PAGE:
Saudi Arabia is planning to cut crude exports to around 7.1 million barrels a day by the end of January in hopes of lifting oil prices above $80 a barrel, according to OPEC officials.
The new strategy comes as the kingdom seeks to cover a large government spending boost. It said last month that it planned to increase its expenditures by 7% in 2019—the equivalent of about $20 billion—as the country struggles to fund ambitious plans to diversify its economy beyond petroleum products.
Crown Prince Mohammed bin Salman, the de facto Saudi ruler, has faced a sharp decrease in oil prices since October amid a supply glut. The brutal killing of journalist Jamal Khashoggi by Saudi operatives in October has also deterred foreign companies from working in the kingdom and investing in its economic development plans.
The new Saudi budget requires oil prices to rise to as much as $95 a barrel, according to an official with the Organization of the Petroleum Exporting Countries. But the kingdom would be satisfied with prices at $80 to $85 a barrel, a range that would limit its need to dip it into its financial reserves, according to people familiar with its thinking.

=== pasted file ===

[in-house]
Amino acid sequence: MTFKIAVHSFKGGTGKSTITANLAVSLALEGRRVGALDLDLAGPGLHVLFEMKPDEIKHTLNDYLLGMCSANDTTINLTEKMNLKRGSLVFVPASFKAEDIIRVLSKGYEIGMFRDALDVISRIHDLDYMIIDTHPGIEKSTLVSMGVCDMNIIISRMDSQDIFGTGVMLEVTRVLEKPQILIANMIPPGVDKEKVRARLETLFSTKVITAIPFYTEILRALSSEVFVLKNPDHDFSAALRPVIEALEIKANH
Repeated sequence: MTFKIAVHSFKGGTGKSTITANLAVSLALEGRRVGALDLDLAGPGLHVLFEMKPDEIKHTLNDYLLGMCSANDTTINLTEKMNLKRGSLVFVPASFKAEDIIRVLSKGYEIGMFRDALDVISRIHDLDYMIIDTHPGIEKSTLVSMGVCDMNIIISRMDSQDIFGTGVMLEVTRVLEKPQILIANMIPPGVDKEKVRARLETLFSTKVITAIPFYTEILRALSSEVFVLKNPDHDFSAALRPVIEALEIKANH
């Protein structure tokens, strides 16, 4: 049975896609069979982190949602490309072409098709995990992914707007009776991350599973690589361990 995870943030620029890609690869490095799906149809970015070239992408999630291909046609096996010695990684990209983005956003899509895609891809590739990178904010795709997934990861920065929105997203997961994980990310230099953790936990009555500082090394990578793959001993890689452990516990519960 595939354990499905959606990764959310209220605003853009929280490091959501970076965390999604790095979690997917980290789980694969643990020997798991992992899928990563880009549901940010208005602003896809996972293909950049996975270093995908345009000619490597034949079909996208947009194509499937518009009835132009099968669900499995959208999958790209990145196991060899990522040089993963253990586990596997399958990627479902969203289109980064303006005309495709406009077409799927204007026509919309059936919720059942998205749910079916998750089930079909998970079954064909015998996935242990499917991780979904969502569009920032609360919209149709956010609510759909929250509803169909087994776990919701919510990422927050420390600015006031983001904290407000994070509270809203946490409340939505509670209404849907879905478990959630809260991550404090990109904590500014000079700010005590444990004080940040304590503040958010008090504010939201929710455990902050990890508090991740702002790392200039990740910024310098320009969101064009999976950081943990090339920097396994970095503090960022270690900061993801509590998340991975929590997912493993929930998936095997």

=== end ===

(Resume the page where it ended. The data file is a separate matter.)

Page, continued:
To cover proposed expenditures, Riyadh is set to reduce crude exports by up to 800,000 barrels a day from November levels.
Saudi Arabia exported about 7.3 million barrels a day of crude last month. That was already down from around 7.9 million barrels a day in November and 7.7 million barrels a day in October.
The U.S. market will see the largest reduction in Saudi oil exports, according to an OPEC official. Overall, the export cuts would go beyond the six-month commitment it made in early December to OPEC.
At an OPEC meeting last month, Saudi Arabia agreed to reduce its production by 2.5% from October levels starting in January. Later it upgraded its target to 3%. But the planned reduction in shipments—the most vital component of its supply because it affects global oil markets—would bring the export cut to 7.8%.
OPEC is struggling to convince markets that it can stabilize oil prices. WSJ’s Sarah Kent takes a look at the current state of the cartel’s power.
Oil prices fell below $80 a barrel in October after Saudi Arabia turned up the spigots in response to U.S. pressure to replace sanctioned Iranian oil. The increase turned out to be more than the market needed.
OPEC officials said the new effort is unlikely to lift prices to a level the Saudis require in the short term. They said $80-a-barrel oil, however, could become possible in the second half of the year when analysts anticipate an increase in oil demand.
Brent crude, the global benchmark, rose 1.2% to just under $59 a barrel and WTI jumped 3.5% to just under $50 a barrel Monday after The Wall Street Journal reported Saudi Arabia planned to deepen export cuts.
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